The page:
5 Steps To Retiring Rich (Step 4)

In case you’ve missed the last several issues, I’ve been going over different types of retirement accounts and some clever ways to use them for maximum wealth building.

So far we’ve covered the entire world of 401(k)s, including how to use the Rule of 55 … why a Solo 401(k) is my personal tax shelter of choice … and the number one mistake many people make with their employer-sponsored retirement accounts.

Along the way, I’ve also mentioned various types of Individual Retirement Accounts (IRAs) so today we’re going to give these accounts the full attention they deserve.

If 401(k)s are retirement chicken, then IRAs are pork — the other white meat.

Like 401(k)s, they were created by changes to Internal Revenue Code for the same basic purpose of encouraging Americans to save more for their golden years through various tax incentives.

The two most popular types mirror the two most popular types of 401(k) plans ..

Traditional IRAs take pre-tax contributions, saving you money in the short-term and then subjecting your account to Uncle Sam’s wrath later. Once you reach age 70 and a half, you have to stop contributing and must also begin taking required minimum distributions (RMDs).

In contrast, Roth IRAs take after-tax money but then give you the promise that the money — and any future earnings on it — will not be taxed again later. That’s as long as you are at least age 59 and a half when you begin withdrawing the money and it’s been held there for at least five years.

In addition, Roth IRAs do NOT impose required minimum distributions. In fact, you can continue making new contributions at any age as long as you have earned income.

Certain rules govern both types of accounts:

#1. You can invest in most things offered by regular brokerages (including selling options for extra income).

#2. You can fund them through “Tax Day” of the following year — meaning you can contribute money for 2017 through April 17, 2018.

#3. You can contribute as much as $5,500 across all your IRAs. If you’re 50 or over, you can put in another $1,000 in catch-up money. These limits apply for 2017 and 2018, but does not include money that is rolled over from 401(k)s or other accounts.

Please note that both types of IRA accounts have phaseouts depending on your Modified Adjusted Gross Income. In the case of traditional IRAs, your ability to deduct contributions is impacted. For Roth IRAs, the ability to make contributions at all is affected. Details on these limits and other related topics can be found here.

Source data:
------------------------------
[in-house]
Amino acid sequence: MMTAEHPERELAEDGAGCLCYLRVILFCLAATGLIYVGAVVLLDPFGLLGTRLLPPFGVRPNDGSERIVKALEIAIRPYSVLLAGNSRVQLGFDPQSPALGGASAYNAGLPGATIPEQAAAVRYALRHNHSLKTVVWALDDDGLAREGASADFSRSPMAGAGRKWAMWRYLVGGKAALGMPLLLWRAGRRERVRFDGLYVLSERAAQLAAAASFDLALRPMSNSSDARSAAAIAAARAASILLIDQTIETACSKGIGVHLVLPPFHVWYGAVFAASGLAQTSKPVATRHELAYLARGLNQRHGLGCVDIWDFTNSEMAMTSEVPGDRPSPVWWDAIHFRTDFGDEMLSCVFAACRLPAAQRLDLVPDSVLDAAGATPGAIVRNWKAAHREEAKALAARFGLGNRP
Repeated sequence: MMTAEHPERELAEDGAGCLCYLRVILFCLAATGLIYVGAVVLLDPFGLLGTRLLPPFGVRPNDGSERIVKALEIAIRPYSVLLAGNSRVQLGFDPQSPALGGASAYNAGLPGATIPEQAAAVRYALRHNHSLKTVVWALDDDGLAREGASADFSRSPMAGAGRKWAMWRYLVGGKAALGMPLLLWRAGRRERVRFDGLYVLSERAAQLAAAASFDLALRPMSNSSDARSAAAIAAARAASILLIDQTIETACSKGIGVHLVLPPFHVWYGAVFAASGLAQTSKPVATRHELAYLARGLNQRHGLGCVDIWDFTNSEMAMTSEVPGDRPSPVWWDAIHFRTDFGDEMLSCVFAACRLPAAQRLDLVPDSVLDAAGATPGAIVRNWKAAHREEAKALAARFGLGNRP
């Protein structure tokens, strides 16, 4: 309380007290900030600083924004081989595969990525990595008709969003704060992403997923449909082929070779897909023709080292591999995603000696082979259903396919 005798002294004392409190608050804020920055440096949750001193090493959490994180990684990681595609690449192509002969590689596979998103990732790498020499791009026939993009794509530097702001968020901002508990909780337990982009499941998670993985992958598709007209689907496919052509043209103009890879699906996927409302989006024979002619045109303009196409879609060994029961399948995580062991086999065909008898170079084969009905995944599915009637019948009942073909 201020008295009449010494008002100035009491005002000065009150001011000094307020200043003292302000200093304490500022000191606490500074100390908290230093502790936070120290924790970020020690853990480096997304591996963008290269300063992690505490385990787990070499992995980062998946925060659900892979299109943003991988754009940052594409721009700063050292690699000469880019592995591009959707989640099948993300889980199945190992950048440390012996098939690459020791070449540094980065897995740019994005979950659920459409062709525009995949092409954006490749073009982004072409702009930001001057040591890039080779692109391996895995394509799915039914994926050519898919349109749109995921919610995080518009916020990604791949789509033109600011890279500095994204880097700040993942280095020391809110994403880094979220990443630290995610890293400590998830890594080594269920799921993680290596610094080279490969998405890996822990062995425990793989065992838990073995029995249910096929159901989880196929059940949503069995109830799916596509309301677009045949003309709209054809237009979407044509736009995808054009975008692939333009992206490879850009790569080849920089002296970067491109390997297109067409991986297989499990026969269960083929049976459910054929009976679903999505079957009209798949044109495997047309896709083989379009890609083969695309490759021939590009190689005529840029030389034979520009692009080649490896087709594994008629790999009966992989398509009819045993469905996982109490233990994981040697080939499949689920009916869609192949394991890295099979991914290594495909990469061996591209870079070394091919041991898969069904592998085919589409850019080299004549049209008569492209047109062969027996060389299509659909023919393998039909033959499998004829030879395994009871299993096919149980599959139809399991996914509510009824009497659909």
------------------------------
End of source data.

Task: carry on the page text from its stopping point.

In addition to traditional IRAs and Roth IRAs, there are several other lesser-known varieties …

SEP IRAs and Simple IRAs are both designed for small business owners and other self-employed people. While there are some reasons to consider these accounts, I personally prefer the Solo 401(k) for my own money.

Meanwhile, self-directed IRAs allow you to invest in “alternative assets” like individual properties.

And for a brief while, there was a new type of account called a MyRA. They were created by President Obama and the U.S. Treasury but failed to gain traction. (This is something I predicted the minute they were announced, but that’s a story for another time.)

The ultimate question, of course, is what type of IRA might make sense for YOU.

It’s impossible for me to say without knowing more about your total financial picture and your long-term goals. But here are some general recommendations…

First off, you don’t have to limit yourself to just one kind of retirement account. I have a Solo 401(k), a Roth IRA, and a traditional IRA.

In terms of how to prioritize the use of all these accounts…

If you’re working and your employer offers any type of 401(k) plan with a match, I recommend contributing to that first up to the point where you’re getting the maximum amount of extra money.

From there, I would probably favor the Roth IRA over the traditional IRA … especially for older investors.

Why would I say this, especially since it goes against conventional wisdom?

I’m going to give you my answer tomorrow. Along with a little-known way to get money out of an IRA penalty free no matter what your age.

To a richer life,

Nilus Mattive
Editor, The Rich Life Roadmap

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Nilus Mattive

Nilus is the editor for the daily e-letter The Rich Life Roadmap and a Paradigm Press analyst.

Nilus began his professional career at Jono Steinberg’s Individual Investor Group, where he published his original research through a regular investment column. Later, he worked for a private equity business and spent five years editing Standard and Poor’s...

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